I just experimented with a similar situation near me… Eastwoodhill Arboretum. The place exists as a bounded place, and when I enter the name in the location field of a new observation, it comes up with the pin location inside the boundary but not centre, and has an accuracy circle of 116m (not as a whole number though). When I edit that location, I can’t find anywhere that I can change either the pin position or the accuracy value. The differing values would suggest it can be set, but the decimal portion also suggests that it might be relative to latitude (smaller values nearer the poles). Or perhaps it is a factor of the zoom level in the map at the time the place was created.

It’s possible that staff/developers might be able to edit these values directly, so I’ll tag @tiwane and @kueda to see if they can do so, at least as a solution to your immediate problem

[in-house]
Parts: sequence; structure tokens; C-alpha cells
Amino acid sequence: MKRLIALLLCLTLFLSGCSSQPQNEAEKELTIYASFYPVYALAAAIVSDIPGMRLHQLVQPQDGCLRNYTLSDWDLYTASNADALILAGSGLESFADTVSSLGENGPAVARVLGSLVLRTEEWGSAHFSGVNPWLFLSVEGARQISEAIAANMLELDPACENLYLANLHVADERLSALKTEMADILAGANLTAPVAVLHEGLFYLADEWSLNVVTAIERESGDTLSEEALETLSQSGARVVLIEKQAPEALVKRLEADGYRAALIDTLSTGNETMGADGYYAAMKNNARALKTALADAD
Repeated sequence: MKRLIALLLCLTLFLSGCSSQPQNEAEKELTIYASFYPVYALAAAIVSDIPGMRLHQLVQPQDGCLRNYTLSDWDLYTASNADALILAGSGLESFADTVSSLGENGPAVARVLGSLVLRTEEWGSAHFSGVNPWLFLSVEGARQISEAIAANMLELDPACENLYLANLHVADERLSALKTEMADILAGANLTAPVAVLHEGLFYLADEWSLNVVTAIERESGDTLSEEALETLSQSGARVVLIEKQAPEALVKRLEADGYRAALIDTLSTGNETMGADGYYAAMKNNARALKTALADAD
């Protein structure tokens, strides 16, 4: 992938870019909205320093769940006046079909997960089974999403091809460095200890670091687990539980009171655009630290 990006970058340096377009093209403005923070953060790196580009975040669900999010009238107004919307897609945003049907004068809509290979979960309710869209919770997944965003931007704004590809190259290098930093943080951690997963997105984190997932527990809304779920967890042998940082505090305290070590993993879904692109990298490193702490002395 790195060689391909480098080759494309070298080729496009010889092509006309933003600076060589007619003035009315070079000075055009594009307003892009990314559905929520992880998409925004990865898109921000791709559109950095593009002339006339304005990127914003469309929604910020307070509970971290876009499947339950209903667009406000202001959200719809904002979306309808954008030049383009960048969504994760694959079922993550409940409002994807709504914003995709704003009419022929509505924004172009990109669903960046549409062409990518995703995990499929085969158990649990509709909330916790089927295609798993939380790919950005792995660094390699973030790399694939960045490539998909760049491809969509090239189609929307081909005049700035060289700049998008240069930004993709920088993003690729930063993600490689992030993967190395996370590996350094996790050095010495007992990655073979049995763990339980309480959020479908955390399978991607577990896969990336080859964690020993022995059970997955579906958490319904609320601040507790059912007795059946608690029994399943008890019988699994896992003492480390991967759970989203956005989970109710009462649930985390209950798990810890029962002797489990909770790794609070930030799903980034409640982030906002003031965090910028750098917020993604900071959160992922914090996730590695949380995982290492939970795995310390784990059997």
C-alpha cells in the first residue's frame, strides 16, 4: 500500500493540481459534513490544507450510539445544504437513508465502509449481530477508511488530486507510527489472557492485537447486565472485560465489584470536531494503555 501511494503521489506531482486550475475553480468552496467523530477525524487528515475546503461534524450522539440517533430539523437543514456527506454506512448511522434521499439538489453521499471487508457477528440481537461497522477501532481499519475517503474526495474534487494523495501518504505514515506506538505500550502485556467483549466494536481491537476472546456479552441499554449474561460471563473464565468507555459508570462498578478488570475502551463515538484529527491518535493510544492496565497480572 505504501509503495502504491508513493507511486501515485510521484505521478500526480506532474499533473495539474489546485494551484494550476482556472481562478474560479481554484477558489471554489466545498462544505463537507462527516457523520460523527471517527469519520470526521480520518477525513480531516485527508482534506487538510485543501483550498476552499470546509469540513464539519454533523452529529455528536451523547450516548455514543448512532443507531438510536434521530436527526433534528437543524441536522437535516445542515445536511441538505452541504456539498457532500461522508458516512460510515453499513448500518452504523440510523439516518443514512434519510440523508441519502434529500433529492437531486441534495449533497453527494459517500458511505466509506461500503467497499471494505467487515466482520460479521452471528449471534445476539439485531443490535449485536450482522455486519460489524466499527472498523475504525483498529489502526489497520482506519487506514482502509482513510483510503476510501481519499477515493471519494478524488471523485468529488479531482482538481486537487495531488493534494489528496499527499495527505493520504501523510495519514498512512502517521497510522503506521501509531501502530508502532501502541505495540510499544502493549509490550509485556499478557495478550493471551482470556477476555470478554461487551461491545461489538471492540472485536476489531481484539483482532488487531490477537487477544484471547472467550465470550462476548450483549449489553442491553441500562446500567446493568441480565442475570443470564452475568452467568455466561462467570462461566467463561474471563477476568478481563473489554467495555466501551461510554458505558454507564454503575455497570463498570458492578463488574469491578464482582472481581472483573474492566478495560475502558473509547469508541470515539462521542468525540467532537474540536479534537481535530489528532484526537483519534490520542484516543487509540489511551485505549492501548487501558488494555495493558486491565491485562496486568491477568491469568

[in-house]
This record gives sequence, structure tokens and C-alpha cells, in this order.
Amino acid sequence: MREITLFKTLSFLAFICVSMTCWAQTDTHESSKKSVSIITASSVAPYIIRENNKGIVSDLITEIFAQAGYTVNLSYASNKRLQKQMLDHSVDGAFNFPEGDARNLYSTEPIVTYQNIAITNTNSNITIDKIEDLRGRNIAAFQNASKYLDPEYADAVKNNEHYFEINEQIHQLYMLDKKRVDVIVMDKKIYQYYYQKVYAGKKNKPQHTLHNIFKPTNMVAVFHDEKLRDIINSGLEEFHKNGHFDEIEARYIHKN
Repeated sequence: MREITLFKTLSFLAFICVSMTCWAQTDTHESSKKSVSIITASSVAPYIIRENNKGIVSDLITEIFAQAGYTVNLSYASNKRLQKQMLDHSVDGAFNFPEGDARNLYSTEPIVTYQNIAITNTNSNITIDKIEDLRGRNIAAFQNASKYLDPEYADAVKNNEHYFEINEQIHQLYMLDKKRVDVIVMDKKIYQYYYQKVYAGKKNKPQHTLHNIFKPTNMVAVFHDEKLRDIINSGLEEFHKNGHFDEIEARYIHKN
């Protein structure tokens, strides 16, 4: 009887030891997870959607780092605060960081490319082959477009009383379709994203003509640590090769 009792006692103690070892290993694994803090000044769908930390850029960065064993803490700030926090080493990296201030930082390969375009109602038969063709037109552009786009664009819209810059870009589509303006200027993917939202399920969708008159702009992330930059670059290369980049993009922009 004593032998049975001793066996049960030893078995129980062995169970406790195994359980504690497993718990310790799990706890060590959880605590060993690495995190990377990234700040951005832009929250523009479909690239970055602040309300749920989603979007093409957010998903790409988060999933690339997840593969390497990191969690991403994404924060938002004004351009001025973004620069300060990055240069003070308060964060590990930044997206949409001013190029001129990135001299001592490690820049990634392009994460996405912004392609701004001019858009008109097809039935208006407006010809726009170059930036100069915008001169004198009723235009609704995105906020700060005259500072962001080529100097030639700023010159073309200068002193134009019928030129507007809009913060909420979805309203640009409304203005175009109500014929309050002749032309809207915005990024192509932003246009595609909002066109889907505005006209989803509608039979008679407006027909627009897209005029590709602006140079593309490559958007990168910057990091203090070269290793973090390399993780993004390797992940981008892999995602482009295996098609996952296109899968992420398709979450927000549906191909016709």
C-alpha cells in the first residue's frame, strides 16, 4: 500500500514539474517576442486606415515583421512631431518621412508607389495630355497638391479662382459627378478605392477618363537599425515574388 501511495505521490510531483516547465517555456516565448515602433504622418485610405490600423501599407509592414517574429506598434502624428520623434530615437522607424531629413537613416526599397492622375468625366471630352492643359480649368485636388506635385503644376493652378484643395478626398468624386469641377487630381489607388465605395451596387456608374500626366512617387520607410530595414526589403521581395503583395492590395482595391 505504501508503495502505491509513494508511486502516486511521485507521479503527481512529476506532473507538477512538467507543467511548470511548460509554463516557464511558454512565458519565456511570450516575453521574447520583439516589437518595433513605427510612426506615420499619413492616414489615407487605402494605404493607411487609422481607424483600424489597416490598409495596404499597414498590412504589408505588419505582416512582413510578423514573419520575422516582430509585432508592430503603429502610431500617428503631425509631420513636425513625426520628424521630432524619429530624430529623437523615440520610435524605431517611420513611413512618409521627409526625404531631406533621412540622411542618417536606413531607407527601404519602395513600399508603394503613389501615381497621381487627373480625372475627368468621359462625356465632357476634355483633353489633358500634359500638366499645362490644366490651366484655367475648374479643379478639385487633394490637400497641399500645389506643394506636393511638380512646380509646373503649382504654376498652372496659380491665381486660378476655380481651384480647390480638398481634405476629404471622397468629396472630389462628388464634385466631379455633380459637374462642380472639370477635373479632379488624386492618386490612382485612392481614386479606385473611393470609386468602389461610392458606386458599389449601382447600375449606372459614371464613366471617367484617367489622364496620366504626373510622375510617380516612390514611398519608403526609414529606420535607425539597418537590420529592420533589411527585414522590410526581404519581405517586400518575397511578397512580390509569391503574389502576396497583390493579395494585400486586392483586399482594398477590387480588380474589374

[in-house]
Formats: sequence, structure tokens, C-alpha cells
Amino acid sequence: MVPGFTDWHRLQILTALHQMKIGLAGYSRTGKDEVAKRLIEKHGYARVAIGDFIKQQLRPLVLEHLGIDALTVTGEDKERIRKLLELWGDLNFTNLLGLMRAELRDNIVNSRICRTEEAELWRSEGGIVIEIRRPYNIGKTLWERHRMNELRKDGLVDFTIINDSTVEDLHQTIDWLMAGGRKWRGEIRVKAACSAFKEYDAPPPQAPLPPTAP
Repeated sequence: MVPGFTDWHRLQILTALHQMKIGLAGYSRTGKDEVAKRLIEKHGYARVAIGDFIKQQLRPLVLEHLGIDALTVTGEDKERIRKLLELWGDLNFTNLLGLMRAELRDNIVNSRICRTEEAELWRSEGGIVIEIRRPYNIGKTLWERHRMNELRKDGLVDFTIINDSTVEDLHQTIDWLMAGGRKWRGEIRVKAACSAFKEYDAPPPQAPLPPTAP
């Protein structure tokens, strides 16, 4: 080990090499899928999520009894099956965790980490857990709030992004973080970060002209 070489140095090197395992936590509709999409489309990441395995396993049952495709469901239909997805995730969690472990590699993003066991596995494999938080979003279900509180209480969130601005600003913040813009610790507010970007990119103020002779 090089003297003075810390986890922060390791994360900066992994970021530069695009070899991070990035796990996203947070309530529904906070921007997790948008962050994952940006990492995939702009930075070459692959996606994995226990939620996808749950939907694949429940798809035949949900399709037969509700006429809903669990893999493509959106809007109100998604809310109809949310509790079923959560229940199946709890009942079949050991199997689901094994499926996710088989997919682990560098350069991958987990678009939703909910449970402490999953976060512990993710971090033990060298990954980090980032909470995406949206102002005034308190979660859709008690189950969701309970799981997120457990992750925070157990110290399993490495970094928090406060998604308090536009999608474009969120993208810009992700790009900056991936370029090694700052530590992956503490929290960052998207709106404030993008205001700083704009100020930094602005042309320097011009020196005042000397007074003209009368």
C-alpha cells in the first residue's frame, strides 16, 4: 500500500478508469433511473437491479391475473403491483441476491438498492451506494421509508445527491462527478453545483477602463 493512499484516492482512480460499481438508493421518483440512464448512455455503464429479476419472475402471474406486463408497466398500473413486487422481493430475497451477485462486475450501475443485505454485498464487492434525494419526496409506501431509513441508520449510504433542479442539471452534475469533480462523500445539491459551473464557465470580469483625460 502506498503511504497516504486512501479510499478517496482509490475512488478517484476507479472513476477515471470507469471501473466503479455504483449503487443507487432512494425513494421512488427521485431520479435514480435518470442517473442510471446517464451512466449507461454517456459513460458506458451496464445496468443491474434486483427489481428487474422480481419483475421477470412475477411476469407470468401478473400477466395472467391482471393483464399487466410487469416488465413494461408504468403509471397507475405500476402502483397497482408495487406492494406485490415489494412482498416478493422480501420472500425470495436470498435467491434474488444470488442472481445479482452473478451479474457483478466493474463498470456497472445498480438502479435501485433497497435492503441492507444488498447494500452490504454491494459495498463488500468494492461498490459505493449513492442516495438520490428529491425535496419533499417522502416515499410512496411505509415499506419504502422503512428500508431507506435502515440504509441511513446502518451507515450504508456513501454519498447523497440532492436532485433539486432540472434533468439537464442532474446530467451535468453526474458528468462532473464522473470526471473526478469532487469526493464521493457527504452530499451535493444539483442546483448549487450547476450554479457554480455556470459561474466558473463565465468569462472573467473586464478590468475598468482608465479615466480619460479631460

[further edit]
I’ll add that for Eastwoodhill Arboretum, the default accuracy and pin location has the accuracy circle completely within the boundary

It’s true there are workarounds, but I’m also curious about a solution to the root cause. Searching for “Sleeping Giant State Park” by default gives you the lat/long 41.42/-72.90 and an accuracy of 195. Where is the original source for those values? And can they be changed?


That’s on the app? I’m guessing the lat/lon and accuracy values have more decimal places, and that they are rounded for display in the app. Probably are rounded for display in the browser as well! I see them at about 6dp (8 or 9 sig.fig.?)

i suspect these come from Google, and you’d have to ask Google to change it. see https://forum.inaturalist.org/t/butte-county-bounding-box-incorrect/8034 for something similar.